Kenyan media
Kenyan

The UN refugee agency on Saturday welcomed Kenya’s decision to recognize and register stateless Shona and stateless persons of Rwandan descent (Banyarwanda) who qualify under the law as Kenyan citizens.

President Uhuru Kenyatta announced the landmark decision during celebrations marking Kenya’s 57th Independence Day. Fathiaa Abdalla, UNHCR’s Representative in Kenya said the grant Shona people, who are Zimbabwe descent citizenship and Banyarwanda, will set a precedent for other countries to follow when it comes to resolving longstanding statelessness. “This is a life-changing development for thousands of people. We applaud the Government of Kenya’s decision to grant them citizenship, ensuring that they are fully included into society,” Abdalla said in a statement issued in Nairobi. The Shona community arrived in Kenya from Zimbabwe (then known as Southern Rhodesia and later Rhodesia) as Christian missionaries in the 1960s. They carried British passports and were registered as British subjects but after Kenya’s independence in 1963, they had a two-year window to register as Kenyans, which many missed. In addition, because they were no longer resident in their countries of birth, they were not able to register there, thus rendering them stateless.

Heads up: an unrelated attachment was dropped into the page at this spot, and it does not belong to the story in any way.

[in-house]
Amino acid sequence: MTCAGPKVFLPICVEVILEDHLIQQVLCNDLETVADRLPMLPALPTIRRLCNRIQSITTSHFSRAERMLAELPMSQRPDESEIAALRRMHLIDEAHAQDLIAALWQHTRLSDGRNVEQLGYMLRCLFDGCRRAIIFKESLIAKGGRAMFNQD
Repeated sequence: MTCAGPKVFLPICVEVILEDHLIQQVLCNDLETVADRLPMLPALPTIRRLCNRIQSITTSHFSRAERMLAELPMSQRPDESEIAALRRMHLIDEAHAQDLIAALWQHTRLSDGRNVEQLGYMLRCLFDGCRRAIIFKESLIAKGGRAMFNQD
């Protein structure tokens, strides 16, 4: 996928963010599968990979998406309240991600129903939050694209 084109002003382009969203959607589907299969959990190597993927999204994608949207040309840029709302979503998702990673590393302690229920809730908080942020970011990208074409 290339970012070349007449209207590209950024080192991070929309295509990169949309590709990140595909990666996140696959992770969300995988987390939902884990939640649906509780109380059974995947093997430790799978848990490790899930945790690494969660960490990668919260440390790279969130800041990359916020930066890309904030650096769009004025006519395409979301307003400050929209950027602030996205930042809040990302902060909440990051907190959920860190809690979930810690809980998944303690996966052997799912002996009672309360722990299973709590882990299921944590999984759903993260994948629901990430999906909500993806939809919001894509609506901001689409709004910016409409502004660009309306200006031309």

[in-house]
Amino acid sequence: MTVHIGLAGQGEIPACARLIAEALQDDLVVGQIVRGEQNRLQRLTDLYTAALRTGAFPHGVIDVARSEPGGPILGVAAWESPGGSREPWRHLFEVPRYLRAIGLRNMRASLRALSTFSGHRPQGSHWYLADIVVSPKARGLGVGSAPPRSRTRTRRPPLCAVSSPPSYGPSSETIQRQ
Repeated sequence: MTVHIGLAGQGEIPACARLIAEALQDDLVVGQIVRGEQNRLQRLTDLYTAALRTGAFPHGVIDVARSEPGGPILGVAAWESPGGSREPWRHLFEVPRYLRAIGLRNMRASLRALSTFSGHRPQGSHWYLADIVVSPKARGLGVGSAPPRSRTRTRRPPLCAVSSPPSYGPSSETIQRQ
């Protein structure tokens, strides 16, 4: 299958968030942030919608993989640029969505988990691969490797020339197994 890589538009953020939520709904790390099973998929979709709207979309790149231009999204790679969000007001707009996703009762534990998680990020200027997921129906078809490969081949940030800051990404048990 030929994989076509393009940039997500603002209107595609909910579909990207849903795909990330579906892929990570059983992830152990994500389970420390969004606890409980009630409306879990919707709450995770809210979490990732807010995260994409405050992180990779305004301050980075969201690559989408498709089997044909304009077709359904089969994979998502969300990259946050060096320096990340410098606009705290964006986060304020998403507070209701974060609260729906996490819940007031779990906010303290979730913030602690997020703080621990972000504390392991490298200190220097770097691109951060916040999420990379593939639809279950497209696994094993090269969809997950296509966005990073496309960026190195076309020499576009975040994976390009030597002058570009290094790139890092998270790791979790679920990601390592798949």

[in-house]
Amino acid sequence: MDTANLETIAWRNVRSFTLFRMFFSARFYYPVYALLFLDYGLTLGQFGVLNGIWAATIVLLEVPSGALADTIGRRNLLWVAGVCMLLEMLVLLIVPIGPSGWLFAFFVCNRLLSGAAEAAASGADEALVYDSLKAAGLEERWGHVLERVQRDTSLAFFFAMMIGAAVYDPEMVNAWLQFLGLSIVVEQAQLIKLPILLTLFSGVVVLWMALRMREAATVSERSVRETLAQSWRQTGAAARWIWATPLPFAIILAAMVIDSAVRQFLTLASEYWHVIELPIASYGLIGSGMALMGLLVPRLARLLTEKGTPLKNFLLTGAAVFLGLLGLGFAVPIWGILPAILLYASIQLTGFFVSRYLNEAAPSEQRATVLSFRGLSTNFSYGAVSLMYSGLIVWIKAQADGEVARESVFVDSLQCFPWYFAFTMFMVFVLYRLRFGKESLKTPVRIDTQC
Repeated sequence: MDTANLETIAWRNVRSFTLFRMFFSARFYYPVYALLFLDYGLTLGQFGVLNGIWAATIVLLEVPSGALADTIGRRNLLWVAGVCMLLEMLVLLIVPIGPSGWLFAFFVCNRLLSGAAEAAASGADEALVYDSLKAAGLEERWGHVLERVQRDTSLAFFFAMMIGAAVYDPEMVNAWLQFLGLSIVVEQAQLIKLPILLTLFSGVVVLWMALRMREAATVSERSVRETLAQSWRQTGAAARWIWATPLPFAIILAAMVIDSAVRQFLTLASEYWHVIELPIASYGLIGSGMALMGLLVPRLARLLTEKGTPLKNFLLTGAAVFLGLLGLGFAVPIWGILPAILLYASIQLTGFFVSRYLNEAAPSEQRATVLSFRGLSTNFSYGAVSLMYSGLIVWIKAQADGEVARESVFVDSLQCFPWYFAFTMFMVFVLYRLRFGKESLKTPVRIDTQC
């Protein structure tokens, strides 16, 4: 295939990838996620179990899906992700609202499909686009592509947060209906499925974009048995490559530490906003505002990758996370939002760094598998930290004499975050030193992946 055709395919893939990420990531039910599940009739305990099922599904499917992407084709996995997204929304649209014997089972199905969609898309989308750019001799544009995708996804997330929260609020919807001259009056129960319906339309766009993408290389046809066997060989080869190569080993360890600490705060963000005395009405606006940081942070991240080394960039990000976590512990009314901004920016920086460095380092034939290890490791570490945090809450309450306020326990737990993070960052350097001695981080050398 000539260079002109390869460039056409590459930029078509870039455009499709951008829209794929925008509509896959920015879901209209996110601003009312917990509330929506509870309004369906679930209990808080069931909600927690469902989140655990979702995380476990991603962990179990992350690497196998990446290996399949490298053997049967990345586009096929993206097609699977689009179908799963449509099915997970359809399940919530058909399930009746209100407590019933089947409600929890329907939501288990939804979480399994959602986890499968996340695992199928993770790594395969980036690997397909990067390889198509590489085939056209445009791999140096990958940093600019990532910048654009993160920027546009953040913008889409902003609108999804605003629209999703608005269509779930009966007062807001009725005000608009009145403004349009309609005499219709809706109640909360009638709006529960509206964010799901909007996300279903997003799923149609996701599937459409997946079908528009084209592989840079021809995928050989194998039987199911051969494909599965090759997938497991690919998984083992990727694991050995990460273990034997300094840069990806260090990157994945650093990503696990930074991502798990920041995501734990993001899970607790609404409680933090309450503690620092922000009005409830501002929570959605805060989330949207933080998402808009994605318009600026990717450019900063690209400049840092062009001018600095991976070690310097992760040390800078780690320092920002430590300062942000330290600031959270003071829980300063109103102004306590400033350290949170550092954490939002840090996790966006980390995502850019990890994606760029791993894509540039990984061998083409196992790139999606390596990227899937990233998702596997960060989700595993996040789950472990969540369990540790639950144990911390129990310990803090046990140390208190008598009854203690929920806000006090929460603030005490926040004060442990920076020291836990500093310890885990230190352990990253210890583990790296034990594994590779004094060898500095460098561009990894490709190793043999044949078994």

According to UNHCR, many stateless persons of Rwandan descent came to Kenya in the 1930s to work in the tea estates of Kericho County but due to a combination of factors, similar to the Shona people, they have become stateless. “Their recognition as citizens secures their rights, such as access to education, health care, employment, property ownership and access to financial services,” said Abdalla. In 2017, Kenya began providing citizenship to the Makonde people who trace their roots to Mozambique The east African nation is home to an estimated 18,500 stateless persons, most of whom are members of ethnic minority groups. In addition to the Shona and Banyarwanda are a group referred to as the Pemba people, whose ancestors came from the Pemba Island, Tanzania. “Within the framework of the global #IBelong campaign to end statelessness by 2024, UNHCR will continue to support Kenya in its efforts to prevent and resolve statelessness,” said the UN agency.

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